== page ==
A free and unreserved gig, and well worth going to if like me you a) like The Walking Dead TV series b) like comics and c) have often fantasised about what you would do in a zombie apocalypse. Though not unique territory (I'm thinking of Dr Dale’s How To Survive… shows from a few years back), Dan’s one-man show is friendly, inclusive and funny. We were warned that there would be spoilers if we hadn’t seen up to the end of season three of the series, and we weren’t disappointed (Andrea – Nooooo!). Dan ran a fun Celebrity Zombie Survival Group contest (in which Bear Grylls and Kari from Mythbusters scored very highly), which is great as long as it’s kept relative short.
References to Supernatural, Lost, comics and general discussions on the best place to hole up when the dead rise (he chose well) made this entirely my cup of emergency rations tea. Some discussion of whether Daryl or Michonne is coolest may occur. Do go and see.
Sam Lloyd: Fully Committed
Gilded Balloon Teviot
You know, him off [scrubs] - Ted, the put-upon flunky and occasional barbershopper.
Brilliant one-man show about a struggling actor spending the day from hell as he mans the phones in a classy New York restaurant. Over an hour and a half of near non-stop dialogue, Lloyd portrays not only the increasingly frazzled reservations guy Sam, but also 36 other characters calling in, from his nice old dad, to a couple of dozen troublesome customers trying to book tables, to jerk colleagues, rival actors and a bastard chef.
Very New Yorky, kinda Neil Simony, the character of Sam feels like a Jack Lemmon role, but I doubt even he could have mastered so many voices and switch back and forth so rapidly. Lovely to see the full range of an actor’s ability like this in a show that is frenetic and frayed but never veering into farce. Damn good value for money. Mr Lloyd is outside in the bar afterwards for autographs, sales of The Blanks CDs, handshakes and chats.
Rob Deb: Big Bang Theory of Life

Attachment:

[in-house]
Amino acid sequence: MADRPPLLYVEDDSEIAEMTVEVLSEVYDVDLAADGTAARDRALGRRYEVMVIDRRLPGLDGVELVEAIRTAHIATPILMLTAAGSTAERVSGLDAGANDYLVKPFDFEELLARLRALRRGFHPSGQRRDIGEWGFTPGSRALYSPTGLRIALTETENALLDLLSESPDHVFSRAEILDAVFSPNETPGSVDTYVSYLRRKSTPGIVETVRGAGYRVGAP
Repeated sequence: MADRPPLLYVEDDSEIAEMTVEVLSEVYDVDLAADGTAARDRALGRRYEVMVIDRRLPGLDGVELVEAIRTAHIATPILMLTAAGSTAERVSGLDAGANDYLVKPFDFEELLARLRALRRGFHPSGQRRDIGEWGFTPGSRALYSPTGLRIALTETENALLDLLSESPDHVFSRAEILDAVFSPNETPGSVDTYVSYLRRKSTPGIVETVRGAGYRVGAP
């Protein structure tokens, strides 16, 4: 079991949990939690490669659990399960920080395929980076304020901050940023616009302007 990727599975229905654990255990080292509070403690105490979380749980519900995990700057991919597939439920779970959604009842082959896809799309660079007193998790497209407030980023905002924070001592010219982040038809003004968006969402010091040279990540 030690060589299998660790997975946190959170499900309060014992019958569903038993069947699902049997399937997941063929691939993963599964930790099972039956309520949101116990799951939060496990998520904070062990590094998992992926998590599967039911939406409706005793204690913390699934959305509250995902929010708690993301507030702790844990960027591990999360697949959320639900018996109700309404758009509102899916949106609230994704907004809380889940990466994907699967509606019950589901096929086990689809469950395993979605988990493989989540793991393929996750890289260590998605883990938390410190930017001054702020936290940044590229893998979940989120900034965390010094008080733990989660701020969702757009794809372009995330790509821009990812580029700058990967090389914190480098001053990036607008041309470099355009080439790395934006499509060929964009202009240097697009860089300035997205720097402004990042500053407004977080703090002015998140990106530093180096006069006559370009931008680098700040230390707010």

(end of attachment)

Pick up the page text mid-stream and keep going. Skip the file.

Laughing Horse @ Counting House
I am going to misspell Counting House one of these days. I apologise in advance. Nice as ever to see Mr Deb, who we've seen doing several free shows in the past, always it seems in the back room of a pub where half the audience are drunk and/or mystified by the niche material. Not so us: it’s about The Big Bang Theory, comics, cosplay.
The venue is a tiny loft, in fact I think it’s actually called The Loft, in the eves of the Counting House, and boy is it hot. Rob kindly hands out portable batter powered fans before the show. They spin amusingly, suggesting, though not actually conveying, cool air.
After the show proper, when the majority of the audience has fled to get more drinks, or simply in fear of the 37-year old shouting envy and disdain into the face of an addled young student in the front row, there are four of us left. We talk cosplay, Rocket Raccoon and the Superior Spider-Man, which quite frankly is everything I want in a free show.
This venue is well south of everything else we’re seeing at the Fringe, but worth a short hike down the right hand side of the Meadows. There’s a nice courtyard bar, a wooden longship and a statue of a jade orang-utan. What’s not to like?
Song Noir by double-act Pumajaw, promised much. Well actually we were just lured in by the words Song and Noir, which appealed greatly to us both, being fans of things like The Long Goodbye (especially Sandra Lawrence’s smooth version). What we had failed to spot were the words Reinvention and Retro-Futuristic on the flyers. Therein lies the difficulty.
Basically what you get is an hour of David Lynch score. The breathy Pinkie on vocals and John Wills on guitar give us a mix of cult movie/TV music reimagined in their own unique style, mixed in with their own avant garde numbers. A black and white back projection of what look like outtakes from Eraserhead sets the tone.